Bobby Hopper, a U.S. Army veteran of the Korean Conflict and a Springdale auto dealership owner who was best known for his 16 years on the powerful Arkansas Highway Commission, died July 29. He was 89.
He is survived by his wife Lois of Springdale; children Regina Hopper of Alexandria, Va., and Robert Hopper of Cabot; and his sister Beverly Morton of Mountain Home. A memorial service will be held at 1 p.m. on Wednesday (Aug. 3) at Roller Funeral Home in Mountain Home. The family requests no flowers. Memorial tributes for Bobby may be made to either Circle of Life Hospice or Honor Flight Network.
“Bobby was a remarkable person – a good man, a great friend, a model citizen, and one of the finest and most effective Highway Commissioners ever. I loved him, and my thoughts and prayers are with Lois, Regina, Robert, and all who will miss him. We need more people like him in public life,” said former President Bill Clinton.
Hopper’s service on the commission was recognized by naming a tunnel on Interstate 49 between Fayetteville and Alma the Bobby Hopper Tunnel. His name also is on the Scheid-Hopper bypass in Mountain Home and the Bobby Hopper Highway in Cotter.
“Bobby built a legacy of public service, hard work and perseverance in working towards a vision. While we have lost a great friend, a wonderful person, and a dedicated servant of the people, he and his legacy will never be forgotten,” said Lorie Tudor, director of the Arkansas Department of Transportation.
Rodney Slater, a former Arkansas highway commissioner and former U.S. Secretary of Transportation under President Clinton, said Hopper was an example of public service.
“During our tenures as highway commissioners, although I represented eastern Arkansas and Bobby was representing Northwest Arkansas, we were committed to serving an entire state struggling to be the best it could be and ensure opportunity for everyone. We were always of a mind that being a member of the commission was a sacred honor. No one would have to work to talk to us. It was very important that we travel the state and make ourselves available to the people we had the honor to serve. This is what public service is all about. I am forever grateful to have had the opportunity to work and serve with him. He was also my friend,” Slater said.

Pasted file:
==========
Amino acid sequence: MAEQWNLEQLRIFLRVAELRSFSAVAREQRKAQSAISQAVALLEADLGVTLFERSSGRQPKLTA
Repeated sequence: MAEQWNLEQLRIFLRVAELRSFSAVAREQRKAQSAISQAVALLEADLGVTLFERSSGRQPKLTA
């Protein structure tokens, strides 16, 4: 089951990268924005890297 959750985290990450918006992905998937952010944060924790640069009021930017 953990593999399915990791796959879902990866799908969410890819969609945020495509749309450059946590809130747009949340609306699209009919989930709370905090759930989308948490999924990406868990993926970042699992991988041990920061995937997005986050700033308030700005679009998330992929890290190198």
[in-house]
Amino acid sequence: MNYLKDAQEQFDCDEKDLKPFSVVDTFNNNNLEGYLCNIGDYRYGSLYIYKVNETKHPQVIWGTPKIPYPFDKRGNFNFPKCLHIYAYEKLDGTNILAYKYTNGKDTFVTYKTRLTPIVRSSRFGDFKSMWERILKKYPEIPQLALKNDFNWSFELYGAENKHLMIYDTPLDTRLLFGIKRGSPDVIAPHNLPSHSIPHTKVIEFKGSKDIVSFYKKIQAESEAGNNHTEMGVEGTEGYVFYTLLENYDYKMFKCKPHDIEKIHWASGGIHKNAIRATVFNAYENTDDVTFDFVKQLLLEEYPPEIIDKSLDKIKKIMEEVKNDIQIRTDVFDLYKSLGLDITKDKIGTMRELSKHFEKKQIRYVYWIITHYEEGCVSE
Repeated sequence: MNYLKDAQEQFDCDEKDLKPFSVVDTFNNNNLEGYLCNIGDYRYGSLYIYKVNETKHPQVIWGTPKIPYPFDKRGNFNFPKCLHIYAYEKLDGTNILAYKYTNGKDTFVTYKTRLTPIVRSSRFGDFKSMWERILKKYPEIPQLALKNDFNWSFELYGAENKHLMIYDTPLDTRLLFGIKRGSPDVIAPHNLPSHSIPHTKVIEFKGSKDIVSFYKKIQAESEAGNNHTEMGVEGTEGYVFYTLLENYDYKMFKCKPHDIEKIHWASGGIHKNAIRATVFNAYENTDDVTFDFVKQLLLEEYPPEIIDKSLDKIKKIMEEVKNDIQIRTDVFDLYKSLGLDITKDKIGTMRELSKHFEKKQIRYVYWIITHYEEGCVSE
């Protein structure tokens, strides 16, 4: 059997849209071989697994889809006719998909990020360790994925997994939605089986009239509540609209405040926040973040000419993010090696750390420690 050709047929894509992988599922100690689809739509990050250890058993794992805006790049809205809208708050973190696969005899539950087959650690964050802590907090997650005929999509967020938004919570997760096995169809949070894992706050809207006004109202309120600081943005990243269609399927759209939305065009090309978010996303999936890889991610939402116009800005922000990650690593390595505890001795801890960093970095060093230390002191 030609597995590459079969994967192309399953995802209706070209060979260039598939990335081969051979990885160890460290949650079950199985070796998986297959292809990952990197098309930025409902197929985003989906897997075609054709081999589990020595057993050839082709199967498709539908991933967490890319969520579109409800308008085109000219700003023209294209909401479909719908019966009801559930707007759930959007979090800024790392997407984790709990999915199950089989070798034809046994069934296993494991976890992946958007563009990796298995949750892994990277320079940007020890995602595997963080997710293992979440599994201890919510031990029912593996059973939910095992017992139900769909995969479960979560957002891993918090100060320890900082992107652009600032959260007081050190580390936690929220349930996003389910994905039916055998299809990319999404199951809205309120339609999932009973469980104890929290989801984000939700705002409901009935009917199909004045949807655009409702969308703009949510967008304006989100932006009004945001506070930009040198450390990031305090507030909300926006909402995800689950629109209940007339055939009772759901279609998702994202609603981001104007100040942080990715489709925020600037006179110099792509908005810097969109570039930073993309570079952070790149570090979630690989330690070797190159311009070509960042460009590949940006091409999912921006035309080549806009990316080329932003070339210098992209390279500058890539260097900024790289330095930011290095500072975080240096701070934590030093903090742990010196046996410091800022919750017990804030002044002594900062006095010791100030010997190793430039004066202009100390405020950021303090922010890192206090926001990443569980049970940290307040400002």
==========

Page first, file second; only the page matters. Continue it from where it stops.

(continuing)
Hopper and his wife moved to Springdale in 1969. He was selected by Ford Motor Company to build an automobile dealership, Bobby Hopper Ford. In addition to building the dealership into a large regional auto dealership, Hopper was a member of the Springdale Civil Service Commission; the Arkansas and the American Automobile Dealers Associations; and the Springdale Rotary Club, where he also served as a board member and was honored as a Paul Harris Fellow.
Hopper also served as a board member of the Springdale Chamber of Commerce, which recognized him with lifetime membership status.
“Bobby also had a special interest in giving to the community, funding projects for the Springdale-based Northwest Medical Center and the Springdale Fire Department. He also provided land to establish a park for the Springdale Police Department, which was later turned into a baseball and soccer park for children’s sports,” noted an obit from the family.